The work — and the need for more answers, apparently — continues on a heavy traffic area in north Oklahoma City.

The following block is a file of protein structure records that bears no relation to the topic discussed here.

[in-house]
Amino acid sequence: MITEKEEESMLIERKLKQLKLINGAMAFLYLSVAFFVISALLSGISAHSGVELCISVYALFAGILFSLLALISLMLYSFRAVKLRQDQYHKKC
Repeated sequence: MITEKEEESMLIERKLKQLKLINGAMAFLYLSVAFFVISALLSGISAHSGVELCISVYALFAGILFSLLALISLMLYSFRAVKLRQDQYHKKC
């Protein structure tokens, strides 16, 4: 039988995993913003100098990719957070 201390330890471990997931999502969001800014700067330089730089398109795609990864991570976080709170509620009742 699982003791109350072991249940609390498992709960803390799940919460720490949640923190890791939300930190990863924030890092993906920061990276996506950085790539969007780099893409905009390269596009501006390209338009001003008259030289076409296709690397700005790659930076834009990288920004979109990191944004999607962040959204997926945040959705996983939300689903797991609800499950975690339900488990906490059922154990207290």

On Saturday evening of Memorial Day weekend, we had a terrific downpour around 6 p.m. I was traveling south on Western between Covell and Danforth. When I arrived at Danforth (192nd), I wanted to turn east but realized due to the construction the road was flooded ... there were a number of cars backed up trying to come west from Santa Fe but (they) could not proceed. In a previous column, you had mentioned they were lowering Danforth road between Western and Santa Fe and we had noticed the road being lowered several feet from the previous elevation. I cannot for the life of me understand the value to lowering that road. It seems to be inviting flooding on a road that previously did not flood. I have lived in the area since 1994 and I just don't understand the rationale for such a move. I hope you can explain and tell me we will not continue to experience flooding in this area as we did this past weekend whenever this construction project is finished. As a side note, during the lowering of the road level at the corner of Western and Danforth, the gap between the road and the fall off seemed to be over three feet and created a potential accident hazard, especially during night time and ice which this past winter we seemed to have more snow and ice than usual. Why there was not a concrete barrier near the turn (on Danforth from Western heading east toward Santa Fe) where a significant accident could happen is beyond me. They did have concrete barriers along a good portion of the road once you were on Danforth but not in the critical turn area.